Lebanese Rocket Society (The)
R2 - United Kingdom - Soda Pictures
Review written by and copyright: Samuel Scott (21st January 2014).
The Film

***This is an A/V and extras review only. For reviews on the movie from various critics, we recommend visiting HERE.***

The strange tale of the Lebanese space race.

Beirut-based documentary-makers Joana Hadjithomas and Khalil Joreige uncover the little known history of Lebanon's space programme.

The film traces the remarkable story of how, in a period from 1960-1966, and working on a shoestring budget, a group of scientists and students from the Armenian University in Beirut, led by Manoug Manougian, began developing and launching a series of ever more powerful rockets.


The independent British distributor Soda Pictures release the documentary "The Lebanese Rocket Society" onto DVD in the United Kingdom locality at an aspect ratio of 1.78:1 which has been anamorphically enhanced. As to be expected with a documentary which uses a variety of new and archive footage, the quality of the transfer changes throughout.

The documentary is made up of a good mix of footage, from stationary interviews, to location segments, and, of course, plenty of archive footage/photos from the 1960's. The archive footage has certainly seen better days, but it's certainly watchable and in a good enough condition that it doesn't detract from the feature. The newly filmed footage varies a little in quality depending on whether the segment being viewed has been shot on the move, on location, or an interview set-up in advance. The colours are often a little dark, and blacks sometimes crush ever so slightly, but detail is reasonable and background items distinguishable. There is some poor camera control at times, such as when a rocket travels through the city again in 2011 (not for use of course!), and this results in some motion judder. There was also some very minor aliasing a couple of times. Overall, the picture quality is not great, but the problems appear to stem from production more than anything.

The disc is PAL, and the feature runs 92:11.


There is just a single audio track available here; Dolby Digital 5.1 in a mix of both Arabic and English (about 85%/15%). As should be expected for a documentary, it is rather front heavy, and the surrounds are essentially used for a couple of moments in the score, and not much else. Dialogue is clear at all times, and volume levels between the dialogue and score are consistent throughout. There are a few moments that are a little scratchy outside of the archive footage, but this has been done purposely for effect, especially over the end credits. Apart from that, the track is relatively clear and sharp, and although a little background hiss rears its head on occasion, it isn't overpowering.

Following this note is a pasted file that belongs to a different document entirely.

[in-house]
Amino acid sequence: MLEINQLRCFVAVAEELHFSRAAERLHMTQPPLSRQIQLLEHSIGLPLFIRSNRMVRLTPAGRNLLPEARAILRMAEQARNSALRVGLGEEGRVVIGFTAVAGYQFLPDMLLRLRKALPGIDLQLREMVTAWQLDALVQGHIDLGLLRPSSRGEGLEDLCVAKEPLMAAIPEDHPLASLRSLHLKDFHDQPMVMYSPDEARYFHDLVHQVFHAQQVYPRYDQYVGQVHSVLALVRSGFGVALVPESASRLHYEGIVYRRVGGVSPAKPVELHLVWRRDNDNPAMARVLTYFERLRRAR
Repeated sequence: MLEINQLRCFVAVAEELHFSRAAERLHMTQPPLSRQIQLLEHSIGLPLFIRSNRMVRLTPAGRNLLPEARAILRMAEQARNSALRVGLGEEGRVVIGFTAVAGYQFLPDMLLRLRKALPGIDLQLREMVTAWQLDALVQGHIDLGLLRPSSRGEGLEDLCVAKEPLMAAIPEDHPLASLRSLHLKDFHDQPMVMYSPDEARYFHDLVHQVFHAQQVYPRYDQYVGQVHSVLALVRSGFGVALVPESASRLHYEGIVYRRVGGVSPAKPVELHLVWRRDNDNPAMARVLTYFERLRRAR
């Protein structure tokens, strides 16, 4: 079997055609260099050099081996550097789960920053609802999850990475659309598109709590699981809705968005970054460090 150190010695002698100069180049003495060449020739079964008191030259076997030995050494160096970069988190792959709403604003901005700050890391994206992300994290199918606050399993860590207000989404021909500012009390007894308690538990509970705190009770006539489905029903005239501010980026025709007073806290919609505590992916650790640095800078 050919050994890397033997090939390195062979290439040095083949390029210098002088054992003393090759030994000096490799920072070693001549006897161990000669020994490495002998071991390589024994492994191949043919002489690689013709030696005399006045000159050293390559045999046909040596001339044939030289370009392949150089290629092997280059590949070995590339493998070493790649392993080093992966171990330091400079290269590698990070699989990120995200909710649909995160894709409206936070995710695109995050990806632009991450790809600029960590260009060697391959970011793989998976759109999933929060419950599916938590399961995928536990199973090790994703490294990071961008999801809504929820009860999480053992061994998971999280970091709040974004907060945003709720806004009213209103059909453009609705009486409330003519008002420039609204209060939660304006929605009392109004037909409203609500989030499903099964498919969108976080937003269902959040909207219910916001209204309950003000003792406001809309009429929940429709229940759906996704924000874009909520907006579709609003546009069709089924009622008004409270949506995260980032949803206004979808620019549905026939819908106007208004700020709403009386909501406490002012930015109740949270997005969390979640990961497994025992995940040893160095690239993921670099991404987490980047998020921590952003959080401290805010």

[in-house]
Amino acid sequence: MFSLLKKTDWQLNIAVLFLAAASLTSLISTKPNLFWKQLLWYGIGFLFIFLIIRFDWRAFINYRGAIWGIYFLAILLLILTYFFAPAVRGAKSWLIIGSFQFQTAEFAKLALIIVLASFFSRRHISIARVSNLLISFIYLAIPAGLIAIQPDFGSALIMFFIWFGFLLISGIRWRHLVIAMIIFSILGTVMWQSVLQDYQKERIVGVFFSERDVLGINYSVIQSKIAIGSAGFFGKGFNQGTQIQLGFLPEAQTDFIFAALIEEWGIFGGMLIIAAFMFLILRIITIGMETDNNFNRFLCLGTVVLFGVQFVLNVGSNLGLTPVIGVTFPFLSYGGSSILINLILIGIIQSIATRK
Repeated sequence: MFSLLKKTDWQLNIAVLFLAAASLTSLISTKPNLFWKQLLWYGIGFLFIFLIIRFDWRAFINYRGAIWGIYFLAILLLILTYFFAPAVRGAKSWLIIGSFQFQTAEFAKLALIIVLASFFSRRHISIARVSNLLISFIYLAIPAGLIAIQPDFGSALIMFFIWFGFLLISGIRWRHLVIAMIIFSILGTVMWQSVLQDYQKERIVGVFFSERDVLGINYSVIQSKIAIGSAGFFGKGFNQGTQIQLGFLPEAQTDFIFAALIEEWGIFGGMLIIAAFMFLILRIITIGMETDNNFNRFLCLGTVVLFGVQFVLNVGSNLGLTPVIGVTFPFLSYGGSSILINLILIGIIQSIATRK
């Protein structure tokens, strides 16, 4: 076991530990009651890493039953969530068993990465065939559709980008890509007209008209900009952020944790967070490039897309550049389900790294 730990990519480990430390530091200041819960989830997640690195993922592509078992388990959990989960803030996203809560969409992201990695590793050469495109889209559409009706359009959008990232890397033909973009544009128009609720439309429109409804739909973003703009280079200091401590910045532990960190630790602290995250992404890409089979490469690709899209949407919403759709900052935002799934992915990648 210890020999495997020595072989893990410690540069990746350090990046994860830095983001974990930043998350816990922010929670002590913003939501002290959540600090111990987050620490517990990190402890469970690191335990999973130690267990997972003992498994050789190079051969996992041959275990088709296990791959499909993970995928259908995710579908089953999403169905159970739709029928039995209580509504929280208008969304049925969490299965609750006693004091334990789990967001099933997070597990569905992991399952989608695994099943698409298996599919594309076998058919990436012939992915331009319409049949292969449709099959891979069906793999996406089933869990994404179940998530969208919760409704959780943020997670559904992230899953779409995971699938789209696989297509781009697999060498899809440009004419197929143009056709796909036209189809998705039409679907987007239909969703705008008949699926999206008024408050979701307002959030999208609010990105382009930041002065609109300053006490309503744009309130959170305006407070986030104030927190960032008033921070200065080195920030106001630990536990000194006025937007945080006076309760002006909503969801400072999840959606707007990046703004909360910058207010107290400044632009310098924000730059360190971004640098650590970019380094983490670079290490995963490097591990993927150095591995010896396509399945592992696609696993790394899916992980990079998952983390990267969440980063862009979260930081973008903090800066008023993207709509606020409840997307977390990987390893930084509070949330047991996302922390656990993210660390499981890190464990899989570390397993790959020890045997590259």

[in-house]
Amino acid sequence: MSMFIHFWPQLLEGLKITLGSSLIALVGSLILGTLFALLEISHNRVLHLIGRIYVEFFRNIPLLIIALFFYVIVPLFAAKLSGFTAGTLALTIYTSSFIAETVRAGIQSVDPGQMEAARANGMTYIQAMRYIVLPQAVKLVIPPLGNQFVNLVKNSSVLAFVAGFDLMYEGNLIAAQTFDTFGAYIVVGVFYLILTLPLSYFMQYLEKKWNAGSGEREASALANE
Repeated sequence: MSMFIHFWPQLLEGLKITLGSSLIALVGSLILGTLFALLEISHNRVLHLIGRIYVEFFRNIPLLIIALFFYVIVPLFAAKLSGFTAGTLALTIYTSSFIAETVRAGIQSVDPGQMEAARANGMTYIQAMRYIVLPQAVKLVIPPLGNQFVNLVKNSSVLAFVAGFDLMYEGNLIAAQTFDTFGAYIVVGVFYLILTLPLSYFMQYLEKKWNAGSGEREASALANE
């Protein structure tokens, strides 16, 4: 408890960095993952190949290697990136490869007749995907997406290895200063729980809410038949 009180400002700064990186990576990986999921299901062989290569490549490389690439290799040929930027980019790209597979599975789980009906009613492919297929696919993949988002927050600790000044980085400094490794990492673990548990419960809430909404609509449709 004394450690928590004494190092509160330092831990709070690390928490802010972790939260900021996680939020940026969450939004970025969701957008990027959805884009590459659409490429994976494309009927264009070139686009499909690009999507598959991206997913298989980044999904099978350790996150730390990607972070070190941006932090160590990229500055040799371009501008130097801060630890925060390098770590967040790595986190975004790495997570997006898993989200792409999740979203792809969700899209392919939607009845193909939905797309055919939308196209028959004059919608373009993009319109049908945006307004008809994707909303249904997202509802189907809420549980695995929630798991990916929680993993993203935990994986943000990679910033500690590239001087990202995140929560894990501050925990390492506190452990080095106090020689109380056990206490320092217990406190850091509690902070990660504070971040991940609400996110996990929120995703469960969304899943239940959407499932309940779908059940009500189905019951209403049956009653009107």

Subtitles are available in Arabic, English and French. The English subtitles were white, easy to follow, and not too fast or slow. Unfortunately, the English subtitles are available for the Arabic dialogue only.


The extras start with a "In Los Angeles with Manoug, John and Hampar" featurette (4:10). This short piece has Manoug, John and Hampar meeting in 2010 for the first time in several decades. It's an interesting little piece, mainly thanks to a story about a Russian spy they had met.

Next up, we have the "Theatrical Release in Lebanon" featurette (3:04). This is Manoug's first time back in Lebanon in 47 years, and this featurette shows Manoug as he attends a screening at Beirut University for which he also did a post-screening Q&A, some of which is included here. I'd have liked to have seen the entire Q&A here, but again, this is a welcome addition.

The last of the main extras is "The Art Project of The Lebanese Rocket Society" various galleries, interviews and art projects:
- "1-A: Reconstitution" (1:05)
- "2: The President's Album" (3:54)
- "3: The Golden Record" (1:29)
- "4: Restaged" (1:37)
- "5-A: Carpet" (3:19)
- "6: Dust in the Wind" (2:11)
This is essentially a series of galleries and interviews, often with text introductions telling you their relevance to the feature beforehand. My personal favourite was Dust in the Wind, which is a gallery where the text informs us that the majority of photographers were not quick enough when they took photos of the rockets, and ended up photographing the smoke trail only.

The extras finish with the theatrical trailer (1:22).


The Film: B- Video: C+ Audio: B- Extras: D Overall: C+


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